Gaikai Launches a Streaming Video Game Sampler

By  |  Monday, February 28, 2011 at 9:51 am

Gaikai, the yin to OnLive’s yang, has entered public beta with video game demos that are instantly playable in a web browser.

Like OnLive, Gaikai uses its own servers to perform the heavy graphical lifting that modern PC games require. Users play the game through highly compressed audio and video streams, which are capable of running on low-end PCs. But instead of selling games to consumers through a software client, Gaikai wants game publishers to serve instant demos on their websites or Facebook pages. All the player needs is Flash and the latest version of Java.

Demos are available for Mass Effect 2Spore and The Sims 3. You can also play a demo of Dead Space 2 by taking a short survey. They’re all published by Electronic Arts, which entered a “multi-year” licensing agreement with Gaikai in June 2010.

My experience with Gaikai’s demos was similar to that of OnLive. The games are sometimes grainy and choppy, but they’re functional enough to enjoy. A slight amount of input lag is noticeable, but not detrimental, and on one occasion, my game temporarily stalled due to a drop in bandwidth. Game quality will vary depending on connection speed and reliability, but I at least had the minimum bandwidth that Gaikai requires for the public beta.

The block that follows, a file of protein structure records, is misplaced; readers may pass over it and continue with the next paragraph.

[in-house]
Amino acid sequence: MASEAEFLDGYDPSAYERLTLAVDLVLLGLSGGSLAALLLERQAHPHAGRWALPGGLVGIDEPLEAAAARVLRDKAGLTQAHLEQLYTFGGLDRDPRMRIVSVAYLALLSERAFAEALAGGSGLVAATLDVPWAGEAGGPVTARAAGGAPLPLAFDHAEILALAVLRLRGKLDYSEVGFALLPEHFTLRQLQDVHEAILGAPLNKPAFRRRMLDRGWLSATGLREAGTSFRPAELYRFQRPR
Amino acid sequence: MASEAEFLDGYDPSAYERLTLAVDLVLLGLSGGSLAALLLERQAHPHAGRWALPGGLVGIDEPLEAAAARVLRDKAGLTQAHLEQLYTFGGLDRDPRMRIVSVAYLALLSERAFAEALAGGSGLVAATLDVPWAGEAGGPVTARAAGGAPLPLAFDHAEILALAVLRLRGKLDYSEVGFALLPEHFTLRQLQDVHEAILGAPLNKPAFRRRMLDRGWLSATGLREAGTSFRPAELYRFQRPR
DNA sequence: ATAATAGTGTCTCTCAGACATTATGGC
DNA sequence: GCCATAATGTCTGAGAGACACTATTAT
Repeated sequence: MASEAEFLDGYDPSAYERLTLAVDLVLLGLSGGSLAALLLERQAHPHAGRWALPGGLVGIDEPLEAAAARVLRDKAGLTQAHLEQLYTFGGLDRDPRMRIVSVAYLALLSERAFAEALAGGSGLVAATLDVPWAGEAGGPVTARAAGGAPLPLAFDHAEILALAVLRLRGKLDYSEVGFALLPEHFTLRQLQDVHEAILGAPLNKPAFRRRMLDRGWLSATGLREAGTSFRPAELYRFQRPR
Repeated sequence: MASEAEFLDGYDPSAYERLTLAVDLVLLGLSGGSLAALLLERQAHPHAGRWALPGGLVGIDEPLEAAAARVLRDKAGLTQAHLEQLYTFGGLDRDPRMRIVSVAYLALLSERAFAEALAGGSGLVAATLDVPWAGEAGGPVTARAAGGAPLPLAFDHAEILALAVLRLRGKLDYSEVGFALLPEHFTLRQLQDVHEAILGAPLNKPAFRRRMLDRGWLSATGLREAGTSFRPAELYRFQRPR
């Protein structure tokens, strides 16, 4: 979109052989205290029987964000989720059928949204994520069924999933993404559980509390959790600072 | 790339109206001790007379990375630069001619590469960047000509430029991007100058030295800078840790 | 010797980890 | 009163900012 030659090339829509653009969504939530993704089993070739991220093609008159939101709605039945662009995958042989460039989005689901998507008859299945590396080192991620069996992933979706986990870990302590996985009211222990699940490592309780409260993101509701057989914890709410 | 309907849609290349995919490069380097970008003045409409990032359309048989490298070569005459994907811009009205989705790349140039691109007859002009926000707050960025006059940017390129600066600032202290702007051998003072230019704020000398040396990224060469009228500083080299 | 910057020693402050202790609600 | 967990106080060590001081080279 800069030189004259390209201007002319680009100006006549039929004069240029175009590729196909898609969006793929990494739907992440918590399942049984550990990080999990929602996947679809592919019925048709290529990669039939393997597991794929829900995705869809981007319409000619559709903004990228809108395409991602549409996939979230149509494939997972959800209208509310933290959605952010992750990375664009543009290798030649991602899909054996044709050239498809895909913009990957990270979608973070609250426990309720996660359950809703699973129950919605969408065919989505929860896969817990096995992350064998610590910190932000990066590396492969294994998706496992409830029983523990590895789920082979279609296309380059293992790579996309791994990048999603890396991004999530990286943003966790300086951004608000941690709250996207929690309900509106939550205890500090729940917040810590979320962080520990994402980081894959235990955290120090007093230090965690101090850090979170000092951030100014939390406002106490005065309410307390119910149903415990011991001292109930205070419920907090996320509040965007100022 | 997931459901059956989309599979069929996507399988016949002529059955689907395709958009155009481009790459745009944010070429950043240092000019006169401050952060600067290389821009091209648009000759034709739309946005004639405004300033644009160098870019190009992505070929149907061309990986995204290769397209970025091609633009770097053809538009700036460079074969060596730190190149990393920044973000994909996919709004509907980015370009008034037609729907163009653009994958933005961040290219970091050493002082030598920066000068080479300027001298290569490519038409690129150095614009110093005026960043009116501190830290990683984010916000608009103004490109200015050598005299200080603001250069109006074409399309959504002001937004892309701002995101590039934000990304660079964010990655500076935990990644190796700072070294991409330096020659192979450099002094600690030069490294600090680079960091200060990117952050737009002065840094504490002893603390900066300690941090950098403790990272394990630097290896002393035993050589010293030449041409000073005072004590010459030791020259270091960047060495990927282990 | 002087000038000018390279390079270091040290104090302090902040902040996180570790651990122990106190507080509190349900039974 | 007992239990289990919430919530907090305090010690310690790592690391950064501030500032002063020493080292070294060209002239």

As for Gaikai’s business model, I’m still concerned about the disconnect between playing a game instantly over the web and then being required to either download it or buy a boxed copy at a retail store. With demos that simply give you an hour of free play time, you lose that time investment with a separate copy, and if you’re playing locally on a PC, your computer may not have the processing power that the Gaikai version doesn’t need.

That’s why I think Gaikai and OnLive would be perfect partners. You try the demo in the browser, then you grab OnLive’s software client to pick up where you left off. Unfortunately, Gaikai and OnLive have been a bit snippy toward one another in the past; they act like competitors even though their business models are complementary.

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